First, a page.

Slots at European airports are hard to come by -- so hard that airlines are flying thousands of empty airplanes in order to secure their takeoff and landing places. This is because airlines have to use 50% of their slots in order to keep them, but that’s becoming tricky with lower bookings due to the Oricon variant. Ergo, there will be a lot of empty flights and ghost planes in the coming months.
Before the pandemic, ghost flights were very rare, though not unheard of. Such flights, with no passengers (but still burning a lot of fossil fuels), became much familiar at the start of the pandemic -- and may stick around a bit more. Ghost flights have become a hot topic, especially in Europe.
Most recently, Lufthansa, one of Europe’s largest aviation companies, flew 18,000 empty flights just to keep its take-off and landing rights at a major airport, Belgian news site The Bulletin reported. CEO Carsten Spohr said the company cancelled more flights than expected due to Omicron and had to fly planes empty just to not lose its slots.
Lufthansa isn't alone in this, and several other companies are reporting similar woes. Maaike Andries, a spokesperson for Brussels Airlines, told the Brussels Times that the company will have to carry out 3,000 ghost flights from now until March, mainly within Europe. “We would rather cancel them, and they should also be avoided for the sake of the environment,” Andriies added.
Slots at airports are managed based on guidelines from the International Air Transport Association (IATA). Airlines make their request before each summer and winter season and an independent slot coordinator does the allocation. Usual rules for slots allocation says a company must use at least 80% of it slots so not to lose them to another carrier.
The US and the EU suspended this rule in March 2020 to alleviate pressure on companies to fly their planes almost or entirely empty during the peak of the pandemic. Instead, a 50% threshold was set until the end of March 2022 – which would be extended to the end of the summer, according to the Brussels Times. But even this 50% threshold is proving hard to sustain.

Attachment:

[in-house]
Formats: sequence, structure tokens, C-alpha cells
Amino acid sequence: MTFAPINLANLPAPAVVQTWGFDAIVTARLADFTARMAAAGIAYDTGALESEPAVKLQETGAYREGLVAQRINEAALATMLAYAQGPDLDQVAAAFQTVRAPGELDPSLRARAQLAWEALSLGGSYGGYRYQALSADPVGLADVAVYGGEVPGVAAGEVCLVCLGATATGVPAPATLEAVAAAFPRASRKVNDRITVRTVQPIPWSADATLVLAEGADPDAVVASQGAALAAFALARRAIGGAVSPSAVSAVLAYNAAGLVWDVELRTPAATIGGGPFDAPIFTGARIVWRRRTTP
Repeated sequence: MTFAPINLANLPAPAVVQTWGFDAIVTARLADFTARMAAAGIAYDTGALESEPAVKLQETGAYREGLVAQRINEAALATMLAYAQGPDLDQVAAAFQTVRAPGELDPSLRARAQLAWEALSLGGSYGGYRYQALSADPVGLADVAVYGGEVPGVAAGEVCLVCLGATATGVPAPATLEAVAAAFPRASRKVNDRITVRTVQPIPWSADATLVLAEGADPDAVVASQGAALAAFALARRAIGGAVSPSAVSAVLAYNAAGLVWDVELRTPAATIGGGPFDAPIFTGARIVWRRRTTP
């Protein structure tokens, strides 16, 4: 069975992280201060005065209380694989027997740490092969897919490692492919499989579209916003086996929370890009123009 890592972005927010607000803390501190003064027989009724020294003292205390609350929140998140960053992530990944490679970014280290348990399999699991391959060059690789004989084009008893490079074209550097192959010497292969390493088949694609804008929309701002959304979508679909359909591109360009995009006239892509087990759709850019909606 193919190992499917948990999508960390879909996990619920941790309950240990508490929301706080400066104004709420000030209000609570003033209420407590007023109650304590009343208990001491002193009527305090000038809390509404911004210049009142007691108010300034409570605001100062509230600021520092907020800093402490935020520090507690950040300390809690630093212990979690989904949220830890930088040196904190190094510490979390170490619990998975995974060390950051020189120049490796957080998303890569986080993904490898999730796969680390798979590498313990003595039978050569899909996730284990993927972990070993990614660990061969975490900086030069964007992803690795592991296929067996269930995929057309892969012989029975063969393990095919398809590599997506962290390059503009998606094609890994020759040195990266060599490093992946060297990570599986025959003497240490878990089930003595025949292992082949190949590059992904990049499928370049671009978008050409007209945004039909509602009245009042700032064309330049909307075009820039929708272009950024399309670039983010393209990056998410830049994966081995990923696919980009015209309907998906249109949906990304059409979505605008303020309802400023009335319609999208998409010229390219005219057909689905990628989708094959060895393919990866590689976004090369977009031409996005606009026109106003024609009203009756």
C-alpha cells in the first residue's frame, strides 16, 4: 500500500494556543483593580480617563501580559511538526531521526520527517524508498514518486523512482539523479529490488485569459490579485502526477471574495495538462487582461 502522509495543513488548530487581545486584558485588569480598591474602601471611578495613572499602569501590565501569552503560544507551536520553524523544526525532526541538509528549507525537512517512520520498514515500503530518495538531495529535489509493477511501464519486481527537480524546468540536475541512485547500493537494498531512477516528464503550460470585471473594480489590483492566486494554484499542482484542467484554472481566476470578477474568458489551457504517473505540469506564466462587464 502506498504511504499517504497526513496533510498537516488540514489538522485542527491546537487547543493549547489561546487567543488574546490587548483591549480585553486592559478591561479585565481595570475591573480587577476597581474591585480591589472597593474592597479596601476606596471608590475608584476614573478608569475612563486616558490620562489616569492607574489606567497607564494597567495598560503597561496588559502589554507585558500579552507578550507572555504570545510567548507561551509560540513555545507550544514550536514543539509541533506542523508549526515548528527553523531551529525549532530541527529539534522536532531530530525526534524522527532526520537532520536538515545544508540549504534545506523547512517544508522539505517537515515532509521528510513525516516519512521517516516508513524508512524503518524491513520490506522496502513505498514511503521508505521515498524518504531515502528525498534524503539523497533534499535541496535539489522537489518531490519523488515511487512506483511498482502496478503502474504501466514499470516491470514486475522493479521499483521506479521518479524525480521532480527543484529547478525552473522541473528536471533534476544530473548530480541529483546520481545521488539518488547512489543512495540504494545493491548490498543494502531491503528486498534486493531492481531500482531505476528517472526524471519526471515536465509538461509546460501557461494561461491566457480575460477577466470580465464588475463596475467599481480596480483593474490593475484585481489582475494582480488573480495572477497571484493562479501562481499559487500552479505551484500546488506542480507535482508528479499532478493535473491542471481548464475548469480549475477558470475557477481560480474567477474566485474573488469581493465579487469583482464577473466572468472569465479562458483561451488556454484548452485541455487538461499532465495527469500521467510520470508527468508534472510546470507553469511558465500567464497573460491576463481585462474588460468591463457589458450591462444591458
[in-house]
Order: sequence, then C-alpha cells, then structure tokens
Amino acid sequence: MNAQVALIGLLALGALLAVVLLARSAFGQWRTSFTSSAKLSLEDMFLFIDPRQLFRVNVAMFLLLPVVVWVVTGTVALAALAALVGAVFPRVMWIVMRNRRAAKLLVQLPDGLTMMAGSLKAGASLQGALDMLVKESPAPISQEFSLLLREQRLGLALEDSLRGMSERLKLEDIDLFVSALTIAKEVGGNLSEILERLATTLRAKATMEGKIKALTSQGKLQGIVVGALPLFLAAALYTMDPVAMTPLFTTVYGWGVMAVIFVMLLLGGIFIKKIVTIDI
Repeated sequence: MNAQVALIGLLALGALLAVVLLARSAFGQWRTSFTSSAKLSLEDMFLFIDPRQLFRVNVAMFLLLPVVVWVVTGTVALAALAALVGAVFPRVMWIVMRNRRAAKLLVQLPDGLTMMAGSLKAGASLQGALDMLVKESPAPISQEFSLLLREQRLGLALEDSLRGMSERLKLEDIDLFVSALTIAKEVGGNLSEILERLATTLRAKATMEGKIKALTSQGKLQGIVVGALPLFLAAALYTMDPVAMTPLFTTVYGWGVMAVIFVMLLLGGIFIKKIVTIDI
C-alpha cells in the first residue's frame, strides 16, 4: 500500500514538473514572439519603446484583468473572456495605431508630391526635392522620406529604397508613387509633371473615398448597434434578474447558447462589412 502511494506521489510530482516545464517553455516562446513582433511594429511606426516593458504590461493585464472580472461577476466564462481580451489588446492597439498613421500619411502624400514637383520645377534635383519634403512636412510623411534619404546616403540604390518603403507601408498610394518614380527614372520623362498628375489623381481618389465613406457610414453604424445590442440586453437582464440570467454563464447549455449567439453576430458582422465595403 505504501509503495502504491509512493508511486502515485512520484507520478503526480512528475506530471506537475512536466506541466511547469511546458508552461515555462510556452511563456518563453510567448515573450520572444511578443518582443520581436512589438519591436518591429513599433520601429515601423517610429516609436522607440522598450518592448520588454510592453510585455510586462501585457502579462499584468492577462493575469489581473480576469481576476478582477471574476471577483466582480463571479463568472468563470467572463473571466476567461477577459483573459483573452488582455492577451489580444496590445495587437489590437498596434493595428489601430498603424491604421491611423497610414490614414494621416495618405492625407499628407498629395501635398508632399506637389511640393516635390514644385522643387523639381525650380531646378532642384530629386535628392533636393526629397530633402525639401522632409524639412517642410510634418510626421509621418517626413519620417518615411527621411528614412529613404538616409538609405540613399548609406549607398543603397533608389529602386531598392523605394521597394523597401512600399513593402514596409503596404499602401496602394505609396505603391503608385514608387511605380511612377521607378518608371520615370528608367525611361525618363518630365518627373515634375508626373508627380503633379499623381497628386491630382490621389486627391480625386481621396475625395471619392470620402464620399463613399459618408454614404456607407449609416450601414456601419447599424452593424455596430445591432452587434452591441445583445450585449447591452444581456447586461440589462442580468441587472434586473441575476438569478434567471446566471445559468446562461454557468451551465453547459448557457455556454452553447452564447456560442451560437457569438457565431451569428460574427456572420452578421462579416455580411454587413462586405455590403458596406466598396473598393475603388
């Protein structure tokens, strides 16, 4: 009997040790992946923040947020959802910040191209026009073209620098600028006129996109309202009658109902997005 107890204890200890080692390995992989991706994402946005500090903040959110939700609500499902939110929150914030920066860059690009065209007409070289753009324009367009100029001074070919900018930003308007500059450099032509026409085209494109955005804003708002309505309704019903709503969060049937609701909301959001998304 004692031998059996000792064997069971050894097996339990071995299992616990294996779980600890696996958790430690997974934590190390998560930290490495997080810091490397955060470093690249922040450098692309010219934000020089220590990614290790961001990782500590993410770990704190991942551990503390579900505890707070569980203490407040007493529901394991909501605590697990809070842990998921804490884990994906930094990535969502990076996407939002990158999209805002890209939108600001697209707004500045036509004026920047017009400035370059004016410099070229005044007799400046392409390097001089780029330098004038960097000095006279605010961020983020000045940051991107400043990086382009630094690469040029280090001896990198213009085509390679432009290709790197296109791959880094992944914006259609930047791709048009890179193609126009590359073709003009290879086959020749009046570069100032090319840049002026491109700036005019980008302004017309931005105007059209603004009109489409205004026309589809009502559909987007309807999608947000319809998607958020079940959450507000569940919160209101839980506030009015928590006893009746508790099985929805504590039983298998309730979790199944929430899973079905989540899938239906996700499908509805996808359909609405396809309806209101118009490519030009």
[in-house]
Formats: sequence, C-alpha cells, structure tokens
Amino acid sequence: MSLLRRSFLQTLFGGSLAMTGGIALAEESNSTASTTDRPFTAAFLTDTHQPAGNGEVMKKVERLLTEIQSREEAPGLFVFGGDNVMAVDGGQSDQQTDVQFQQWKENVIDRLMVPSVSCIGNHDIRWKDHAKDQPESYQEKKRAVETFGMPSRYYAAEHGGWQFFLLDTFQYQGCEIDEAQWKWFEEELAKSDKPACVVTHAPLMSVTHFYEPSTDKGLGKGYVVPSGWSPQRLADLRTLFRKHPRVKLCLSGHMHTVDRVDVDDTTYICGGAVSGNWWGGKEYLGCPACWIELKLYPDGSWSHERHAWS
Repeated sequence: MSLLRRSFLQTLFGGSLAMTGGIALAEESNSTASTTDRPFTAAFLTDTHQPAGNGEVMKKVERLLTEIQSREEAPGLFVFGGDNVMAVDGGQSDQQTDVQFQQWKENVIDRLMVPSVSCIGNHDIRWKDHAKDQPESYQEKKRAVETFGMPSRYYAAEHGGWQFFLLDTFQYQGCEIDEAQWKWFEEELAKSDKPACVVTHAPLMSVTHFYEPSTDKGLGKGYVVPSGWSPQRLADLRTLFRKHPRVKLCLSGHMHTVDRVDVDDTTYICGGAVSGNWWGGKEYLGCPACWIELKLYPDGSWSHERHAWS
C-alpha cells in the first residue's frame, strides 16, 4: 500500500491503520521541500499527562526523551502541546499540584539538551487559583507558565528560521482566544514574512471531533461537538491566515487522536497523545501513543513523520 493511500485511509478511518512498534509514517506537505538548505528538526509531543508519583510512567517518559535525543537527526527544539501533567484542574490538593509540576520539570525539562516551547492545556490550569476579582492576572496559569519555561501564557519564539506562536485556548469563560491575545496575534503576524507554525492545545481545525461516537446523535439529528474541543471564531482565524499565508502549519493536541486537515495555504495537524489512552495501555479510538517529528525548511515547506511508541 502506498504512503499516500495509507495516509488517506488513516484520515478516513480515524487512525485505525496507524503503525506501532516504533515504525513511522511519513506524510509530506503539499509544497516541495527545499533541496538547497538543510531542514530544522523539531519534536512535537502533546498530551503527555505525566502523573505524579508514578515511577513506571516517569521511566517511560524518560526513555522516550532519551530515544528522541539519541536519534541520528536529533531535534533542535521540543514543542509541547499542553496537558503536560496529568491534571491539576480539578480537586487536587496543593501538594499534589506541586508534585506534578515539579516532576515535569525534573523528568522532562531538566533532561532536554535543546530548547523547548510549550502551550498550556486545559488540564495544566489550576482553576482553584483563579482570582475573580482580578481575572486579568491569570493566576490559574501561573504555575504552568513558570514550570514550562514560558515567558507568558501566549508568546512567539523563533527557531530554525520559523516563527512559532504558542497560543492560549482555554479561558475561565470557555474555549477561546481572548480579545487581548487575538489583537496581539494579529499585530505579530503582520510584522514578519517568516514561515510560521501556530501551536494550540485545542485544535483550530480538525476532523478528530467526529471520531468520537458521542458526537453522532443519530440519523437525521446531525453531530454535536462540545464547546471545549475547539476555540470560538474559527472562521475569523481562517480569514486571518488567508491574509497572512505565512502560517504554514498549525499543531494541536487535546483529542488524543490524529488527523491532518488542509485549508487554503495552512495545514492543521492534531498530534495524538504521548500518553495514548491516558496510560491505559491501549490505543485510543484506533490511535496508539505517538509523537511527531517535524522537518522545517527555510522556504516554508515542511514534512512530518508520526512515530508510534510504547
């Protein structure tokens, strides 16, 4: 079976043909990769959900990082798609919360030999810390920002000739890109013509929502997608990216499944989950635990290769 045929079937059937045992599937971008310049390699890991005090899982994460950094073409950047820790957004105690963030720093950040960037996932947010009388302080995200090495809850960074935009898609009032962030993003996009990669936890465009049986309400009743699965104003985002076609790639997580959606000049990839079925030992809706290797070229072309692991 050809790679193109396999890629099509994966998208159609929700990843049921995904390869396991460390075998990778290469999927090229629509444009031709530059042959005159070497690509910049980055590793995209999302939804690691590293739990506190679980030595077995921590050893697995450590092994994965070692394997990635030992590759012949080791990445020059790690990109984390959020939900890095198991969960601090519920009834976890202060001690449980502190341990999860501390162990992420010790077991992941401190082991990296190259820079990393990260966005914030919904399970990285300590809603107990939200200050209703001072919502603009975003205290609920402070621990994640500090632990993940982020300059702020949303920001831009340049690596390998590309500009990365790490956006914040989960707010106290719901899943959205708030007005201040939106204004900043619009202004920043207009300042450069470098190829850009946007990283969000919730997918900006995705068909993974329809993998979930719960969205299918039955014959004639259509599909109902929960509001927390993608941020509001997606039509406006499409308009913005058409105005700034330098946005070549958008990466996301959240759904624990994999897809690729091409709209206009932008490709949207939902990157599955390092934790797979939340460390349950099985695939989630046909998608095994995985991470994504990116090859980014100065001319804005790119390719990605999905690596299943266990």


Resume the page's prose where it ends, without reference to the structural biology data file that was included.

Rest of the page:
However, many have disputed these claims and instead suggest it is because of the airlines' faulty organization.
“A few airlines are claiming they are forced to run high volumes of empty flights in order to retain airport slot usage rights. There is absolutely no reason why this should be the reality,” Olivier Jankovec, head of the airport trade body Airports Council International (ACI) Europe, said in a statement, contesting European airlines’ claims.
The environmental burden
For airlines, the current situation is not just an economic headache but also an environmental embarrassment. Air travel is very damaging in terms of the climate crisis, responsible for about 2.5% of global carbon dioxide (CO2) emissions. The sector wasn’t part of the Paris Agreement on climate change to tackle greenhouse gas emissions.
There are big inequalities in how much people fly, with a small percentage of the population flying a lot and a larger one not flying at all -- and this shows in greenhouse gas emissions. A study in 2020 found that a group of wealthy frequent flyers that represents only 1% of the world’s population generates more than half of the total aviation emissions. In 2018, only 4% of the population traveled abroad.
Last year, the aviation industry adopted a long-term climate goal of net-zero carbon emissions by 2050 – in line with the Paris Agreement, but slower than many hoped. The sector said the goal will be met through a combination of climate initiatives, including new aircraft technologies such as hydrogen, improvements in operational efficiency, and increased use of sustainable aviation fuel. Ghost planes, however, are anything but sustainable.